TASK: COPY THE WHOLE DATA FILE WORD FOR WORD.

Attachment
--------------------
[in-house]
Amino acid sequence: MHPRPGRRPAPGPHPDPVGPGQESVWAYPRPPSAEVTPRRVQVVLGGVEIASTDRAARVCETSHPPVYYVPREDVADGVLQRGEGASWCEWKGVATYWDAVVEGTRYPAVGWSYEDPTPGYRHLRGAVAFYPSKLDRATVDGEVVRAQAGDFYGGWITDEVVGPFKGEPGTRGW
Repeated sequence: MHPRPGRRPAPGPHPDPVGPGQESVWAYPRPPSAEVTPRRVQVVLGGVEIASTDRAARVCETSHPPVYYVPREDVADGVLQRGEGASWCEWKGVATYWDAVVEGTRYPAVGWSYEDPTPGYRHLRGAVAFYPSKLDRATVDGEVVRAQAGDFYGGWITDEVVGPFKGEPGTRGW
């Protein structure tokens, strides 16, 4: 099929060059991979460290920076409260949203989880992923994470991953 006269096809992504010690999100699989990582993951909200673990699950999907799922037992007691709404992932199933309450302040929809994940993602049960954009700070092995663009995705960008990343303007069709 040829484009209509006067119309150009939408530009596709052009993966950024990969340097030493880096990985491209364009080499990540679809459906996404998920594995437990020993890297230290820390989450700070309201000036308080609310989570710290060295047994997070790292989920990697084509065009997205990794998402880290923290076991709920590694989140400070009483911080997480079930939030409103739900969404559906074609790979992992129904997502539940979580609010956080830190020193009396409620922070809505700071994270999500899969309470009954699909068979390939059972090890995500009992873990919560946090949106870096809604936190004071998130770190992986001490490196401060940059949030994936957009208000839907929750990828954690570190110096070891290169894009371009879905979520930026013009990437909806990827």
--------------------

[in-house]
Amino acid sequence: MHPRPGRRPAPGPHPDPVGPGQESVWAYPRPPSAEVTPRRVQVVLGGVEIASTDRAARVCETSHPPVYYVPREDVADGVLQRGEGASWCEWKGVATYWDAVVEGTRYPAVGWSYEDPTPGYRHLRGAVAFYPSKLDRATVDGEVVRAQAGDFYGGWITDEVVGPFKGEPGTRGW
Repeated sequence: MHPRPGRRPAPGPHPDPVGPGQESVWAYPRPPSAEVTPRRVQVVLGGVEIASTDRAARVCETSHPPVYYVPREDVADGVLQRGEGASWCEWKGVATYWDAVVEGTRYPAVGWSYEDPTPGYRHLRGAVAFYPSKLDRATVDGEVVRAQAGDFYGGWITDEVVGPFKGEPGTRGW
């Protein structure tokens, strides 16, 4: 099929060059991979460290920076409260949203989880992923994470991953 006269096809992504010690999100699989990582993951909200673990699950999907799922037992007691709404992932199933309450302040929809994940993602049960954009700070092995663009995705960008990343303007069709 040829484009209509006067119309150009939408530009596709052009993966950024990969340097030493880096990985491209364009080499990540679809459906996404998920594995437990020993890297230290820390989450700070309201000036308080609310989570710290060295047994997070790292989920990697084509065009997205990794998402880290923290076991709920590694989140400070009483911080997480079930939030409103739900969404559906074609790979992992129904997502539940979580609010956080830190020193009396409620922070809505700071994270999500899969309470009954699909068979390939059972090890995500009992873990919560946090949106870096809604936190004071998130770190992986001490490196401060940059949030994936957009208000839907929750990828954690570190110096070891290169894009371009879905979520930026013009990437909806990827």